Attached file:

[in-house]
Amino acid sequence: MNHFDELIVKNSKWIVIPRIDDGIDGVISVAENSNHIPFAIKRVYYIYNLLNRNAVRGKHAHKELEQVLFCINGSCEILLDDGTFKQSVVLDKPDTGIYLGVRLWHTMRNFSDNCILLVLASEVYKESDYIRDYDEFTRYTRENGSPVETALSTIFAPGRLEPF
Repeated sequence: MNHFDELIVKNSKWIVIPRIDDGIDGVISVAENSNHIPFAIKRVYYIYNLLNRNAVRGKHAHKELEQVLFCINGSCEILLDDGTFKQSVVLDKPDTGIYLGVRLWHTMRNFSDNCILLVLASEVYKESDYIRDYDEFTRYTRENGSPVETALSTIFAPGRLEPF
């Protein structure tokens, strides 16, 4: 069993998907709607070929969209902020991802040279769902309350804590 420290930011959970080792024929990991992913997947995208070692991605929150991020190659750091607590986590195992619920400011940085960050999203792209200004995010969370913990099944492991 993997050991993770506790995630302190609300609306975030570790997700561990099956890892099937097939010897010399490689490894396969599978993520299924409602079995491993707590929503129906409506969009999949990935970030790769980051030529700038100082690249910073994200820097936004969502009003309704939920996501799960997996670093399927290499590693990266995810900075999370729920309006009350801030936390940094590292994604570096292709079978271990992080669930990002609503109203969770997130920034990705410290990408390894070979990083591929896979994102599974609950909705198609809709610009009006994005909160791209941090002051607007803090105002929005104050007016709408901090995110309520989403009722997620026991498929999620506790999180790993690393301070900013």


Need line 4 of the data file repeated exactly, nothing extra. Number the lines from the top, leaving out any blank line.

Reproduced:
């Protein structure tokens, strides 16, 4: 069993998907709607070929969209902020991802040279769902309350804590 420290930011959970080792024929990991992913997947995208070692991605929150991020190659750091607590986590195992619920400011940085960050999203792209200004995010969370913990099944492991 993997050991993770506790995630302190609300609306975030570790997700561990099956890892099937097939010897010399490689490894396969599978993520299924409602079995491993707590929503129906409506969009999949990935970030790769980051030529700038100082690249910073994200820097936004969502009003309704939920996501799960997996670093399927290499590693990266995810900075999370729920309006009350801030936390940094590292994604570096292709079978271990992080669930990002609503109203969770997130920034990705410290990408390894070979990083591929896979994102599974609950909705198609809709610009009006994005909160791209941090002051607007803090105002929005104050007016709408901090995110309520989403009722997620026991498929999620506790999180790993690393301070900013």